From the iridescence of the Loop to the infamous two-flats of Chicago’s neighborhoods, Sarah Fay’s nonfiction debut is just as much about place as it is about mental illness and misdiagnosis. Spanning twenty-five years, “Pathological: The True Story of Six Misdiagnoses” recounts her personal struggles suffering from “serious mental illness” (not to be confused with “any mental illness”) with Chicago playing a role in the care she received—or didn’t. As a memoir, the book places us right there with her as she experiences SSRI withdrawal symptoms underneath the Wabash El station; wanders Northwestern Memorial Hospital for a psych unit that’s not there; and gets mansplained to by a Freudian whose office overlooks He-Who-Must-Not-Be-Named Tower.
Yet the book isn’t a “classic mental-illness memoir [or] quest story” as Fay specifies in the Prologue. The “I” does more than reflect, recall and reconfigure the messiness of mental illness into a neat narrative arc. Instead, it also investigates, complicates and critiques the systems that enable the chronic misdiagnoses or overdiagnoses of mental health patients. Joining the intimacy of memoir with the precision of research, Fay’s book demonstrates that while mental illness is real, the diagnoses are theoretical; that is, in her pages we discover there’s no biological or objective test that mental health professionals can use to assess with certainty whether a patient may have Bipolar I versus Bipolar II versus something else. An obvious conclusion when you first read it, but one that’s obscured by the “mental health industrial complex.”
Fay’s book not only crisscrosses through the Windy City with stints in Iowa and New York but also covers the discursive terrain of Big Pharma’s marketing campaigns, the media’s predilection to promote “false epidemics,” and the pathology of pop culture (think TikTok therapists, Buzzfeed listicles on ADHD, Khloe Kardashian as the face of Nurtec…) to ultimately identify the crux of these issues: “The Diagnostic and Statistical Manual of Mental Disorders (DSM).” Because it’s positioned as “psychiatry’s Bible,” its stakeholders willfully or naively tout the DSM’s mental health diagnoses as one-hundred-percent valid and one-hundred-percent reliable. They aren’t. To be clear, Fay does not want us to throw out the DSM entirely; instead, she’s made it her mission—check out her activism at Pathological: The Movement—to raise awareness that our diagnoses (barring a few exceptions) are subjective. It’s okay to question them and, in some cases, refuse them.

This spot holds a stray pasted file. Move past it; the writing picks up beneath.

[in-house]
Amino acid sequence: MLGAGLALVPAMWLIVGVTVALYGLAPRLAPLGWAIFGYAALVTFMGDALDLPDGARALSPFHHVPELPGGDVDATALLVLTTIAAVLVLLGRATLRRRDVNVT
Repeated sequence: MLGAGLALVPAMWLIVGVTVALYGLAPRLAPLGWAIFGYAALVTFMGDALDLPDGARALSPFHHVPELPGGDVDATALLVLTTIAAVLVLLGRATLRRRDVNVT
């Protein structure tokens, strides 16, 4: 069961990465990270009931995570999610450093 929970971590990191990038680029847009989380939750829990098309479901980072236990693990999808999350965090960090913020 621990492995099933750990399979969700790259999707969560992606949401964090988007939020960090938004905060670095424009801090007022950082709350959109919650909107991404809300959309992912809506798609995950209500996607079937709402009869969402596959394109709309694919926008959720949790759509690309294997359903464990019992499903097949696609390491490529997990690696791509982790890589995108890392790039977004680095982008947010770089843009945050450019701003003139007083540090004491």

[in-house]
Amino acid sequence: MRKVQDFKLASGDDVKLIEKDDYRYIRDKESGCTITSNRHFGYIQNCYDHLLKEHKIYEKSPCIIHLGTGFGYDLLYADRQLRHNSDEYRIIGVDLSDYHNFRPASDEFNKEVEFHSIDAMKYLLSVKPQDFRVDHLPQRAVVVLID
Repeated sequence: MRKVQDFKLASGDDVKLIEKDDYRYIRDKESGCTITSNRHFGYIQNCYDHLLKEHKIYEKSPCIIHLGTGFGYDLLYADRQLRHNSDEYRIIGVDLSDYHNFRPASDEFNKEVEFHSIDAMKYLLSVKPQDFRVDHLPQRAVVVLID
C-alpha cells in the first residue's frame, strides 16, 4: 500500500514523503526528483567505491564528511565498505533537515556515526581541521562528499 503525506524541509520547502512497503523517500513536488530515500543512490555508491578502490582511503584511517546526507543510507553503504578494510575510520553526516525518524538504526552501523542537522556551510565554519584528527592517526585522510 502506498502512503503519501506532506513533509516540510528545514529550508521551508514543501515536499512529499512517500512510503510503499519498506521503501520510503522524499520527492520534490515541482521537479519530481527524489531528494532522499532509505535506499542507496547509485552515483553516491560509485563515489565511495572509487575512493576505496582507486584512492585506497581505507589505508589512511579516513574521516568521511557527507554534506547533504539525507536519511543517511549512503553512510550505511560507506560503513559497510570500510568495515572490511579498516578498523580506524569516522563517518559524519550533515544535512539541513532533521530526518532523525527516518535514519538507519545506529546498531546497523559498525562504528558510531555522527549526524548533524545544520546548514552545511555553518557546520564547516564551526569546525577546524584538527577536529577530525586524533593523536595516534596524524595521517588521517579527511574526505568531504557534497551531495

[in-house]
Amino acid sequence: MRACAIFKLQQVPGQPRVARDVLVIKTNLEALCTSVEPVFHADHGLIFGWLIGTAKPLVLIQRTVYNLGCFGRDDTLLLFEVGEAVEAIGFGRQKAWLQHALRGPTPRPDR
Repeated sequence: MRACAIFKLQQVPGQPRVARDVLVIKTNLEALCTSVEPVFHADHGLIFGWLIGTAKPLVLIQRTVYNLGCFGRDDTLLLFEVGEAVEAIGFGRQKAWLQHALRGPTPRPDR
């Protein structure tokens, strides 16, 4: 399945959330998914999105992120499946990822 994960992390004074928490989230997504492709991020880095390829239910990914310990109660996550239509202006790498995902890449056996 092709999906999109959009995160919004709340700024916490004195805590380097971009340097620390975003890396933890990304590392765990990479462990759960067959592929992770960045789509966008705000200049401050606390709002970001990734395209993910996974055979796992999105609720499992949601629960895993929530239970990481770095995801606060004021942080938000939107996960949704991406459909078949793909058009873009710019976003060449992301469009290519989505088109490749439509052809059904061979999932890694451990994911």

The place Fay feels most at home is the classroom. (I took a class in creative writing from her a while back.) In the chapter “On Suicidal Ideation,” Fay writes about pushing through dissociative symptoms to continue teaching college courses in Chicago. We all receive a dose of this teaching ethic because “Pathological” is also about punctuation. Literally. Each of the fourteen chapters focuses on one punctuation mark in the English language and discusses its origins, evolution and even common usage errors. It’s the best part of nonfiction: discovering the prose that stands on its own, resisting a black-and-white characterization on what fits in a memoir or investigative text. Other goodies include mini-allusions to “Jane Eyre,” M.F.K. Fisher and Kurt Cobain. Yet for this review, I’ll end on a quote from another Byronic rocker (sorry Kurt!) that encapsulates the spirit of Fay’s book: “Words got me the wound but will get me well.”
Pathological: The True Story of Six Misdiagnoses
By Sarah Fay
HarperOne, 320 pages